Published on September 25, 2017 In The Globe and Mail
On a cold and snowy morning, a family of four from Ottawa starts their Florida vacation by driving an hour south to the airport in Ogdensburg, New York. Despite having an international airport in their home city, the family crosses the border to access more affordable flights for their week of sun and fun. On the other side of the country, in Vancouver, a young couple heads to the airport in Bellingham, Washington, to board a flight to California, their first vacation together.
These are not far-fetched examples. The Canadian Airports Council estimates that every year more than five million Canadians are crossing into the U.S. just to access more affordable flights. It’s the airline version of cross-border shopping.
But what about the estimated 10 million passengers that aren’t flying simply because of the prohibitive cost? These are grandparents who can’t visit their grandchildren, parents who can’t visit children working in another city, or simply Canadians who want to explore other parts of the country but find the costs so prohibitive given the duopoly of Canada’s two legacy airlines. Right now, these Canadians simply don’t have an affordable alternative to Canada’s two main carriers—Air Canada and WestJet, who together control 92 per cent of the domestic industry. This duopoly has shut out competition, stymied innovation in the sector, led to poor customer service, and priced air travel out of the budgets for millions of Canadians.
Thankfully, there is some light at the end of the runway.
In every other G7 nation, with the notable exception of Canada, the Ultra-Low-Cost Carrier (ULCC) model has emerged to create more affordable and accessible air travel. This model reduces fares through lower operating costs. ULCCs traditionally focus on standardizing plane sizes and seating options, so everyone flies at the same class and low cost. In contrast to the hub and spoke model used by traditional airlines, a ULCC uses point-to-point flight patterns that often operate out of lower-cost airports that surround major cities, such as Abbotsford near Vancouver or Hamilton in the Greater Toronto Area. A ULCC also controls costs by selling tickets directly from the airline’s website, instead of operating commercial offices or booths. Finally, all amenities and in-flight services are unbundled to give passengers a choice to purchase food or check baggage.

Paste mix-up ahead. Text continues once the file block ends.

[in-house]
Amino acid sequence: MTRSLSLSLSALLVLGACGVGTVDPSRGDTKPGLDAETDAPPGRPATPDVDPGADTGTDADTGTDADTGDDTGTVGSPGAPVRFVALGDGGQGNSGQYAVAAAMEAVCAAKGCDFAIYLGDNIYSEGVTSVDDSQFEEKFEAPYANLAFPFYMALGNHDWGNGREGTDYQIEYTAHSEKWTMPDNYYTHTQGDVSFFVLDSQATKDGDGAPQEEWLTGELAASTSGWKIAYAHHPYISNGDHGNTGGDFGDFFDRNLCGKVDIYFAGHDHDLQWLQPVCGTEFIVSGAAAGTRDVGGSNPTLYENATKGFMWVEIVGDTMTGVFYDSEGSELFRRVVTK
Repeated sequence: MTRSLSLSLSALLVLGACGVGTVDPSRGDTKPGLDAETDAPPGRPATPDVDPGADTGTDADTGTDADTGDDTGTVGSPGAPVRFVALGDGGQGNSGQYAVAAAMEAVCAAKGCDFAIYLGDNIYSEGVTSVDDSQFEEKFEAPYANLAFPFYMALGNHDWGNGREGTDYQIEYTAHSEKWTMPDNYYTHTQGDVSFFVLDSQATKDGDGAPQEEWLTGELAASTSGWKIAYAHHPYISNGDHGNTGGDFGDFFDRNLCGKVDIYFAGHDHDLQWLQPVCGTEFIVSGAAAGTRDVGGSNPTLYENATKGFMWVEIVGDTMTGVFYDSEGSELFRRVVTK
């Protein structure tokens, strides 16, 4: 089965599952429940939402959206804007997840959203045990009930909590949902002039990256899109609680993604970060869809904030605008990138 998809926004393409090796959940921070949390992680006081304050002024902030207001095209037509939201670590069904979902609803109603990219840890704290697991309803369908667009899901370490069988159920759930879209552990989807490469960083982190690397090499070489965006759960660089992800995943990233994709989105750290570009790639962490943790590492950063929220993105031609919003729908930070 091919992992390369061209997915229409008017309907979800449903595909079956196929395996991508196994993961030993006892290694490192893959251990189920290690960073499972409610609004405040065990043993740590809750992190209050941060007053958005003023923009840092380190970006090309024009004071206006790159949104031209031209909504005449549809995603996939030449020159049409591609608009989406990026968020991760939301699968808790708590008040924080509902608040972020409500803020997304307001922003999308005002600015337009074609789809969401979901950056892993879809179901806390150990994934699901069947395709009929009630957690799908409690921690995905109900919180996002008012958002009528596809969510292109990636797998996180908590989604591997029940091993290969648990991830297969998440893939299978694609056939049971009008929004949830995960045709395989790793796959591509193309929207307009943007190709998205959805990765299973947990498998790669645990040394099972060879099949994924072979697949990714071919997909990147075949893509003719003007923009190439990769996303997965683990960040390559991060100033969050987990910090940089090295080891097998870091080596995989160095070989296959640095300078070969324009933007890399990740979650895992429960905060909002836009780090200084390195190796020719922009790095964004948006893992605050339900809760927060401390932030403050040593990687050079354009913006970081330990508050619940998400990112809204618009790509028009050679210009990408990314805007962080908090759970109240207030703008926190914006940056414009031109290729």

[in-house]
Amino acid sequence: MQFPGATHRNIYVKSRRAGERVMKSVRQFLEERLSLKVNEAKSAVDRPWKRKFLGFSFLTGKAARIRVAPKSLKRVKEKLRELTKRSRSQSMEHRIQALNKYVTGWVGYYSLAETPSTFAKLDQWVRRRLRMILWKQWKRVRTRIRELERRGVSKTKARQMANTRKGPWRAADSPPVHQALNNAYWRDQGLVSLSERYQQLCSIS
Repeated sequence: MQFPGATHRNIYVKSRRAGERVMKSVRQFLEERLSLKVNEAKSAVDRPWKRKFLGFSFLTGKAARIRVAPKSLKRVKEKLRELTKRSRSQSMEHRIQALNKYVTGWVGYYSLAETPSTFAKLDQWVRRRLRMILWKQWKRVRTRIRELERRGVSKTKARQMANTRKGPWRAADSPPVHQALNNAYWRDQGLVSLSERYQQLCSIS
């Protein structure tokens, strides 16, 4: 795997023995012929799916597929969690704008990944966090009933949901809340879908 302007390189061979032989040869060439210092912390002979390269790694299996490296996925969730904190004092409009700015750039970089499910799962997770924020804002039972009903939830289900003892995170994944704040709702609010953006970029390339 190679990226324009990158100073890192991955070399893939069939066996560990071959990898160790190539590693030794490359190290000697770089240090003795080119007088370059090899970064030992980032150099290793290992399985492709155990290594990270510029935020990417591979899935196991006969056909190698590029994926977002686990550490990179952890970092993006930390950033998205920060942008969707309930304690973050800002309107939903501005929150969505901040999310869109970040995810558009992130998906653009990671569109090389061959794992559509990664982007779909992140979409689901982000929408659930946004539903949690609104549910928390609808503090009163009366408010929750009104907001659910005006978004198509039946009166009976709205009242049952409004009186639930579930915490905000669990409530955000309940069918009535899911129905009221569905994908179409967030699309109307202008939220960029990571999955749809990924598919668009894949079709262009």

The result is a direct service and drop in ticket price by as much as 30 per cent. This is significantly lower than what the legacy carriers offer through their traditional and discount airlines.
The ULCC model has taken off in other developed countries including the U.S. and across Europe, enabling millions of passengers who have never flown to get on board. The business model also makes money, which means it’s sustainable. Last year, four of the most profitable airlines in the world were ULCCs, proving that it doesn’t take high-ticket prices to be profitable.
Traditional airlines are taking notice of this competition and some have even tried to launch their own budget carriers, with limited success. In the U.S., United Airlines launched Ted, which operated from 2003 to 2009; Delta created Song, which flew from 2003 to 2006; and Continental’s Lite lasted from 1993 to 1995. In Canada, Air Canada’s Zip was a blip on the company’s corporate history, operating only from 2002 to 2003. WestJet recently announced its own plans to establish a ULCC within its network, but prospects seem uncertain, especially after announcing a delay in its launch.
Other airlines have failed because they aren’t true to the ULCC model. They can’t keep costs under control, which ends up leaving passengers in the lurch. Whether it’s pressure from pilot unions, the challenge of operating a multi-plane fleet through a traditional hub and spoke model, or brand confusion, history shows that “airlines within airlines” don’t work.
Travel website Kiwi.com recently reported that Canada ranks 65th out of 80 countries when it comes to affordable air travel. Meantime, WestJet and Air Canada are reporting record or near-record earnings. If Canadians are to finally get more affordable air travel, it clearly isn’t coming from the duopoly.
This is why Transport Minister Marc Garneau, in a speech delivered last November, announced plans for an exemption for two ULCCs to raise the foreign ownership limit for airline carriers from 25 per cent to 49 per cent. Not only did he state that “this will lead to more options for Canadians, and allow the creation of new, low-cost airlines in Canada,” he backed up this message with an official ministerial order that was received a month later. The underlying message was that the airline industry – especially Canadian consumers – would benefit from increased competition and lower fares.
There is no better time to give Canada its first ULCC and start repatriating those flights back from U.S. airports, while also reuniting millions of families from coast-to-coast. Canadians deserve an affordable alternative.